Of interest in this study is the long-term response and performance of a two-body wave point absorber (“Reference Model 3”), which serves as a wave energy converter (WEC). In a previous study, the short-term uncertainty in this device’s response was studied for an extreme sea state. We now focus on the assessment of the long-term response of the device where we consider all possible sea states at a site of interest. We demonstrate how simulation tools may be used to evaluate the long-term response and consider key performance parameters of the WEC device, which are the heave and surge forces on the power take-off system and the power take-off extension. We employ environmental data at a designated deployment site in Northern California. Metocean information is generated using approximately 15 years of data from this site (National Data Buoy Center site no. 46022). For various sea states, a selected significant wave height and peak period are chosen to describe representative conditions. Then, using a public-domain simulation tool (Wave Energy Converter Simulator or WEC-Sim), we generate various short-term time-domain response measure for these sea states. Distribution fits to extreme response statistics are generated, for each bin that represents a cluster of sea states, using the open-source toolbox, WDRT (WEC Design Response Toolbox). Long-term distributions for each response variable of interest are estimated by weighting short-term distributions by the likelihood of the sea states; from these distributions, the 50-year response can be derived. The 50-year response is also estimated using an approximate but more efficient inverse reliability approach. Comparisons are made between the two approaches.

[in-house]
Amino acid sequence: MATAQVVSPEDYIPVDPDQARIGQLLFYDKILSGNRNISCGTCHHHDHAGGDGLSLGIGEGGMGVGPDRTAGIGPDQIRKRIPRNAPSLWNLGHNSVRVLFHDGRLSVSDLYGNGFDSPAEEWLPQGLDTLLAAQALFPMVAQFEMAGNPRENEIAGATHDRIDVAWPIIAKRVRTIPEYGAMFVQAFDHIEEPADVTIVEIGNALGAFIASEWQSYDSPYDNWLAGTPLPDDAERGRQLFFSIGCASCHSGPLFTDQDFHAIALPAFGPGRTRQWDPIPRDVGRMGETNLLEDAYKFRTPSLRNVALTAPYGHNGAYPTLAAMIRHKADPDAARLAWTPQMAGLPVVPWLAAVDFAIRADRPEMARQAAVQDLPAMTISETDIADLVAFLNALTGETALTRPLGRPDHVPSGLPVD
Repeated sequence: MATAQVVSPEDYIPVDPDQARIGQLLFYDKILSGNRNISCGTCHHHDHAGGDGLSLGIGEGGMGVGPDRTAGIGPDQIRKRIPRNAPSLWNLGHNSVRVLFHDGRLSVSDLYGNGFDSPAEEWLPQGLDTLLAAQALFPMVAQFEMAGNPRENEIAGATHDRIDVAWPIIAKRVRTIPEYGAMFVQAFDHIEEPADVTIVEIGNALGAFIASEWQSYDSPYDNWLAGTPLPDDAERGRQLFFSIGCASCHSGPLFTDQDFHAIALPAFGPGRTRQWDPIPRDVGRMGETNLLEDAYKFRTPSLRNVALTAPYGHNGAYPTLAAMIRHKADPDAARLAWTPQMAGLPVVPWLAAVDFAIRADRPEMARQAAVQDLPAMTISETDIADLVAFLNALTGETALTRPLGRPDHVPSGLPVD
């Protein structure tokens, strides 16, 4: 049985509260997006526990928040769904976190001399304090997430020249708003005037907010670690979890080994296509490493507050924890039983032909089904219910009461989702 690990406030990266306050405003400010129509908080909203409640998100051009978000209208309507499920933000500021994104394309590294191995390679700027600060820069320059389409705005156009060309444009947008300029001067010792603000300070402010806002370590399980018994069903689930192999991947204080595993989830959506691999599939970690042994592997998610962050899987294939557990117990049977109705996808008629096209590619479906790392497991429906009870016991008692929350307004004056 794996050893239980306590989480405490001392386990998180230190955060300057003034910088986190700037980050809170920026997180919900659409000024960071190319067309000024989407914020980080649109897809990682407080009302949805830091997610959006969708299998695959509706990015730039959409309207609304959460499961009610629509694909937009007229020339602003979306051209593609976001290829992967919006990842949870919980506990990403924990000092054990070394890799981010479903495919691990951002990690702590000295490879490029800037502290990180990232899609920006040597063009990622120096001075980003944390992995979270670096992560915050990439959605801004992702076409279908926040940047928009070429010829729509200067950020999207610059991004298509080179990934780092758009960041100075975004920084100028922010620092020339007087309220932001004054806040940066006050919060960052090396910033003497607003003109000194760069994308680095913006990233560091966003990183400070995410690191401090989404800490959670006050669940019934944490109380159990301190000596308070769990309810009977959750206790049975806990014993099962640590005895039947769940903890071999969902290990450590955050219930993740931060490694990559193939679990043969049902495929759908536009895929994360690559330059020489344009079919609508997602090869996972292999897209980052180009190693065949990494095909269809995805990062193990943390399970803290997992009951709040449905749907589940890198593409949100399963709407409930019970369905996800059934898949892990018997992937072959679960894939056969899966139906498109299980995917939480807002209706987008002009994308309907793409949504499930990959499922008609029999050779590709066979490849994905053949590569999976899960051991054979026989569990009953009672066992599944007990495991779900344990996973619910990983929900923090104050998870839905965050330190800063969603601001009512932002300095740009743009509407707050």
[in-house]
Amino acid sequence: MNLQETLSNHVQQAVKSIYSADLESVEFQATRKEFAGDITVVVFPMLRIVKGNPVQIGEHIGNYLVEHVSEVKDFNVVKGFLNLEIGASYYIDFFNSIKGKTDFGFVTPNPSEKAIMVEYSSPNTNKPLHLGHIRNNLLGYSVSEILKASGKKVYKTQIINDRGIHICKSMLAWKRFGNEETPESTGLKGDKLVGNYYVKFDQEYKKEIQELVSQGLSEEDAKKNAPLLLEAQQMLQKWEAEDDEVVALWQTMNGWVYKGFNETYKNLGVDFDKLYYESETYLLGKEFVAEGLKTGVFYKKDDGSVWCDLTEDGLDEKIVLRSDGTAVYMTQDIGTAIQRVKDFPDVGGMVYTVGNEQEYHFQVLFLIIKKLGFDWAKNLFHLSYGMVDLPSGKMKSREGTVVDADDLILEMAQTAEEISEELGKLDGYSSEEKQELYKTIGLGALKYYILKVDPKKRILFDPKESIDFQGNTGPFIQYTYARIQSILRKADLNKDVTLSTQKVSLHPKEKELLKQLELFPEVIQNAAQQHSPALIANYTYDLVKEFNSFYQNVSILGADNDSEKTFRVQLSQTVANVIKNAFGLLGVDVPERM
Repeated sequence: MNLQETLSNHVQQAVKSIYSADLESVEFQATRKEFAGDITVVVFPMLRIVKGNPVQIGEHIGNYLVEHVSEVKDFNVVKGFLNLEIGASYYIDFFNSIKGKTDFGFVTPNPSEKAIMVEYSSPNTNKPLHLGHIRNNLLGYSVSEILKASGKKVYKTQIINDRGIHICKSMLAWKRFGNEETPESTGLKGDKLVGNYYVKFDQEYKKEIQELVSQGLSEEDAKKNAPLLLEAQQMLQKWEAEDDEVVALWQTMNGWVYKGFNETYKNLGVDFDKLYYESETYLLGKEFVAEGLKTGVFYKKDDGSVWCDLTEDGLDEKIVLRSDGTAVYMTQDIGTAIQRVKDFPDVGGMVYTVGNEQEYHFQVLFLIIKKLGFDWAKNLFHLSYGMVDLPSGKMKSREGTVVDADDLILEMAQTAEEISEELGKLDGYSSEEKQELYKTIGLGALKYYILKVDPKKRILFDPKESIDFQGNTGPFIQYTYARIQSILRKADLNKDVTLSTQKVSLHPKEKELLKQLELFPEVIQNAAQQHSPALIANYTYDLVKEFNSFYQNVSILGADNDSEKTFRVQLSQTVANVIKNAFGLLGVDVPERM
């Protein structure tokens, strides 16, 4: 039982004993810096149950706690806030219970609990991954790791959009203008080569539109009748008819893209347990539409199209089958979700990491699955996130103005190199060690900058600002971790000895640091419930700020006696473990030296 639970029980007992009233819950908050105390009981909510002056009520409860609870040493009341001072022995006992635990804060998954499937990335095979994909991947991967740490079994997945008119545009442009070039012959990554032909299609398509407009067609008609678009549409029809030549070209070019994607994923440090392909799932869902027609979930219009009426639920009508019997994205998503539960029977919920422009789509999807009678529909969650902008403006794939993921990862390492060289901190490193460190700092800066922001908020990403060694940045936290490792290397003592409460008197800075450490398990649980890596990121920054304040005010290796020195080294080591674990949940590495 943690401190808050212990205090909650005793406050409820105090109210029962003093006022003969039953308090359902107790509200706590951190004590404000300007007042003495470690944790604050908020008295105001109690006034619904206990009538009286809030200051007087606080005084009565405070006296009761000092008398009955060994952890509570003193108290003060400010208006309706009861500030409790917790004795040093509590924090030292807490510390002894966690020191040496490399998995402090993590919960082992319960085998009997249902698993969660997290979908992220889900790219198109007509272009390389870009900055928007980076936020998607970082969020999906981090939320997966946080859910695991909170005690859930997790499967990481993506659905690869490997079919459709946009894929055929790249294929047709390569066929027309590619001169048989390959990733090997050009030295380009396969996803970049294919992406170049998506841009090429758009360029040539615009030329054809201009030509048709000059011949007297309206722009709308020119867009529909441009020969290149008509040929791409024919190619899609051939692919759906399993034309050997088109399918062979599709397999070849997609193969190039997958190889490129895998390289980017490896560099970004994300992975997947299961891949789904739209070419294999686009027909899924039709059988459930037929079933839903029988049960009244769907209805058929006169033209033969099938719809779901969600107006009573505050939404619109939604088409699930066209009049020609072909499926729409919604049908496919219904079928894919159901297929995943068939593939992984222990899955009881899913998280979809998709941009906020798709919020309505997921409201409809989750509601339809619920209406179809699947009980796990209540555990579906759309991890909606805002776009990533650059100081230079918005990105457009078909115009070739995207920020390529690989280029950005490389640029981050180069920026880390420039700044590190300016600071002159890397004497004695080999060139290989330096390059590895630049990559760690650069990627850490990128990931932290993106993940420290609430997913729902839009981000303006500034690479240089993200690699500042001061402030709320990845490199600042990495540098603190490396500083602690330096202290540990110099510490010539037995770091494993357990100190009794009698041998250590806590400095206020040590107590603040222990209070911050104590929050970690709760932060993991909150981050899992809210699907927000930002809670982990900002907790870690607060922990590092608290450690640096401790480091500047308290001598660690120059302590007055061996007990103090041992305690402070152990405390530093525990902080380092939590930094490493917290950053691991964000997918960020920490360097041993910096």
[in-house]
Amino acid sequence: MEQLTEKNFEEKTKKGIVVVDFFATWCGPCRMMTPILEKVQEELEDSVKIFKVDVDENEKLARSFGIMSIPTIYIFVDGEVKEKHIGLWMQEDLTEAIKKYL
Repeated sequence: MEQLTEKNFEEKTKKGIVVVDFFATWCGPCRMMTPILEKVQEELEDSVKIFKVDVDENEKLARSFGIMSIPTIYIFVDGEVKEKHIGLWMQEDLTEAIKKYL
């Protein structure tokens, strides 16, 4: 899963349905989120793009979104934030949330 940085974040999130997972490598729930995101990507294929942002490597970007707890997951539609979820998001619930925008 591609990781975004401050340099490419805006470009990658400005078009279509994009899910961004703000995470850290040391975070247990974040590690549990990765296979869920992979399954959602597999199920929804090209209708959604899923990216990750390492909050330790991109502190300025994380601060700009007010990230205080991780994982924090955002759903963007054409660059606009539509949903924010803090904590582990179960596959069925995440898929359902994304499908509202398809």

On the Long-Term Reliability Analysis of a Point Absorber Wave Energy Converter
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Canning, J, Nguyen, P, Manuel, L, & Coe, RG. "On the Long-Term Reliability Analysis of a Point Absorber Wave Energy Converter." Proceedings of the ASME 2017 36th International Conference on Ocean, Offshore and Arctic Engineering. Volume 10: Ocean Renewable Energy. Trondheim, Norway. June 25–30, 2017. V010T09A024. ASME. https://doi.org/10.1115/OMAE2017-62141
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